Saturday, 27 July 2013

Presentation Training - Telling Tales.


The human brain is a remarkable thing.


It takes in information at a phenomenal rate and then forgets most of it.

Our eyes see that we’ve put our car keys on the table, our brain registers that information pops it in to short term storage and we then think about cake.

Mmmmm cake…

After a few moments thinking about cake our brains return to the problem of where the car keys are and… nope, it’s gone. It never made it into the, you know, thingy, the bit that does the whatsit…

So why do some things stay and some things go?

One of the ways that our brains have evolved is through the creation and understanding of stories.

Stories have given Homo-sapiens an advantage over other animals. Animals with higher brain function (not worms and jellyfish) learn from experience, they do something, get hurt or scared or have a positive reaction and they learn from it. Even goldfish will learn to take food at specific times from specific places; they learn that there will be a positive outcome of their actions.

We don’t bother with that, we just tell each other.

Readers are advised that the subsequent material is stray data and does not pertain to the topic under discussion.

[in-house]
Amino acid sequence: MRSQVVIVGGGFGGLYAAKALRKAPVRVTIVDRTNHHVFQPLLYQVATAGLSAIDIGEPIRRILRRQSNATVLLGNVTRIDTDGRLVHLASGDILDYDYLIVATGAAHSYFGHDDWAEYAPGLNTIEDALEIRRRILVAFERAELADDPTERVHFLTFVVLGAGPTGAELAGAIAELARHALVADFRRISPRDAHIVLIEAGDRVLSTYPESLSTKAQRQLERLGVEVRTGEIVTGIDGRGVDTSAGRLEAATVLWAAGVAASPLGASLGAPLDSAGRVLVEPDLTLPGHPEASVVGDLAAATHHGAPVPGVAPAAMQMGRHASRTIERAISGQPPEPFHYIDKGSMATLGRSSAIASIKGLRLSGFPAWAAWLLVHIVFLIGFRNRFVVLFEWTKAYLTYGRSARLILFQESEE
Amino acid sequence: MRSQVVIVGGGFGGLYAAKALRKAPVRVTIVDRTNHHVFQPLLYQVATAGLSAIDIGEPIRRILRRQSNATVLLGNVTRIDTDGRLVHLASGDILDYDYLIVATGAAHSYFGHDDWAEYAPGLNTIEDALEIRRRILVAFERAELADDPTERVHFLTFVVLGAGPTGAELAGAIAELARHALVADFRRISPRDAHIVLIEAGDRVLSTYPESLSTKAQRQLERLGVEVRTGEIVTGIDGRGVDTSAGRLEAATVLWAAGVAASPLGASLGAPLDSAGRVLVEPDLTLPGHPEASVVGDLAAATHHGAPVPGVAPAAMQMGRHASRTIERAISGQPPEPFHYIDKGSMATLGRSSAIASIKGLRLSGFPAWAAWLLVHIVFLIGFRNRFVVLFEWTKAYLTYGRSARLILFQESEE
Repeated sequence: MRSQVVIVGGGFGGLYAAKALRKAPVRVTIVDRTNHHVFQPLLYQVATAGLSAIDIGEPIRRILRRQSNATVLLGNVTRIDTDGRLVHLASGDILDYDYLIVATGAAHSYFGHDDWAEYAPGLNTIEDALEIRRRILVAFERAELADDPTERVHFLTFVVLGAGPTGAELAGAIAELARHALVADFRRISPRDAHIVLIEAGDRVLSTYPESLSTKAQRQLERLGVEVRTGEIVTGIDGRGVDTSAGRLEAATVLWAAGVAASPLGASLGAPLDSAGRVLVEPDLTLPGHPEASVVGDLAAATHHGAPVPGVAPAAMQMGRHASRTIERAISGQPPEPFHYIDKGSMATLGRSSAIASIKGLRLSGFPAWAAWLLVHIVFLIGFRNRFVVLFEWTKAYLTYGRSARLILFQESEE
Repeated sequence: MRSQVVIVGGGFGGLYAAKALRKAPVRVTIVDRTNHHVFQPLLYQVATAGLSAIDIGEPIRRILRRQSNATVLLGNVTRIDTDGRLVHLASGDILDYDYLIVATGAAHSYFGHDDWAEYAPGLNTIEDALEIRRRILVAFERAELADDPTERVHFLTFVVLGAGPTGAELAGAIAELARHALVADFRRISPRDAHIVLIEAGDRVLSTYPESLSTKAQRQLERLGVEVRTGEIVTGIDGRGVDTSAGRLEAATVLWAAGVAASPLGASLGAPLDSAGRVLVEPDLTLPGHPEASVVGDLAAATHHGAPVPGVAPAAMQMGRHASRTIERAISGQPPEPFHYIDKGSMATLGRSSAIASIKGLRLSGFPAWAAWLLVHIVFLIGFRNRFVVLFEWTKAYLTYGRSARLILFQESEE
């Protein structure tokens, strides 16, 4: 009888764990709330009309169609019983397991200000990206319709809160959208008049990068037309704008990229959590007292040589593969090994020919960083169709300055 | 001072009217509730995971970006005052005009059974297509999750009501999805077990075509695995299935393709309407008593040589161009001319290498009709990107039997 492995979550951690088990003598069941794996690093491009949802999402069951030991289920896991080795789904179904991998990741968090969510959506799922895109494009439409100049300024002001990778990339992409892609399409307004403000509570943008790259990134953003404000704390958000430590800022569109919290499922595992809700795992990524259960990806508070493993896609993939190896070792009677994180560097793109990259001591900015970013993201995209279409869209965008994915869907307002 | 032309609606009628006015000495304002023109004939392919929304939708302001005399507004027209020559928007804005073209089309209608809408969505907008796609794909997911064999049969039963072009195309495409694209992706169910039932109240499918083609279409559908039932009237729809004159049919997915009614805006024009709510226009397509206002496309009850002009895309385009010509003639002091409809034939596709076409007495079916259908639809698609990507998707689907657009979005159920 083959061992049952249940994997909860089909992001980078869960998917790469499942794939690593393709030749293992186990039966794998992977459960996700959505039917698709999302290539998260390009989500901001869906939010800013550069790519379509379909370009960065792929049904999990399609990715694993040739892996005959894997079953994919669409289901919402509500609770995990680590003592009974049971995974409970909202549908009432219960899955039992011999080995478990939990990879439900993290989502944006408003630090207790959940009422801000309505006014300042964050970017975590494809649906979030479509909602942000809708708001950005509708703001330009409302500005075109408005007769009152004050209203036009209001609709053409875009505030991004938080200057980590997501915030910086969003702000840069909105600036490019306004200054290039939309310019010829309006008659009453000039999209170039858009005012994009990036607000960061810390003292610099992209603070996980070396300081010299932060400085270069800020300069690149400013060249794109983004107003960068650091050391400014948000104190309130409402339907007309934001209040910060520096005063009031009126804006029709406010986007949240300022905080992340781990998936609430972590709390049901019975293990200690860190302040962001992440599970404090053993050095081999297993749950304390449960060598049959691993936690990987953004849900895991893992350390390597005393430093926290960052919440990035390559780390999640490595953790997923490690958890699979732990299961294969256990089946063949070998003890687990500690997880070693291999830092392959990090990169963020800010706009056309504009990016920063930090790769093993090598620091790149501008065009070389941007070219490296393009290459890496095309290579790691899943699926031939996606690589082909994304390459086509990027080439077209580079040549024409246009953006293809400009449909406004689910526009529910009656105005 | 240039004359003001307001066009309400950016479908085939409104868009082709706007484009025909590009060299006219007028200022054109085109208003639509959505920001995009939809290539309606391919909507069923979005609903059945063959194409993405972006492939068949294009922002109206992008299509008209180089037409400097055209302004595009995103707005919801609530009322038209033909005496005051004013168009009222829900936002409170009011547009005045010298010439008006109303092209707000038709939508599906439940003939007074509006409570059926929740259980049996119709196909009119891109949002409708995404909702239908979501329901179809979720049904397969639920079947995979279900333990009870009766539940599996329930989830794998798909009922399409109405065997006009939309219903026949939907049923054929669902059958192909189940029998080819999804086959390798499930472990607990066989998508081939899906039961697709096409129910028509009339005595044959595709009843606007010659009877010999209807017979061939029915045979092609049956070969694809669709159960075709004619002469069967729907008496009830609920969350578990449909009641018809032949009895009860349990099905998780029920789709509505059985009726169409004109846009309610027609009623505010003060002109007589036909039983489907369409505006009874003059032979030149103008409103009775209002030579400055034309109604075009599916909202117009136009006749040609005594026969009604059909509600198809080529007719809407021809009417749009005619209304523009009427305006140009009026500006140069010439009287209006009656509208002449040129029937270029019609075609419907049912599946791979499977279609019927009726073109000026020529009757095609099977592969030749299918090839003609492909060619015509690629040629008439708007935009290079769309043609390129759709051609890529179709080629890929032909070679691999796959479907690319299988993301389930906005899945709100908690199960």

For example “my friend ate that berry and was very ill, so now we don’t eat that berry” or “I just killed a tiger, and this is how I did it.” The primitive human group now stops getting poisoned and stops getting eaten by tigers.

Brilliant.

Our brains crave stories, we look for them when they aren’t there, we build coincidence to explain difficult statistics, we create religion to explain living together, we write novels and screenplays and lie about things.

We need context and narrative to remember… it’s what our brains were built for.

Humans ARE stories.

So why has that presentation just been information?

The list of figures goes in and falls straight back out again.

So what can you do to be memorable?
  • ·         Build a narrative around your information, why is it there, why is it important, what lead to this, what does it mean for me.

  • ·         Give your information context

  • ·         Think about your beginning, middle and end.
The audience is looking for all of these things, and needs these things otherwise they won’t remember why you were there in the first place.

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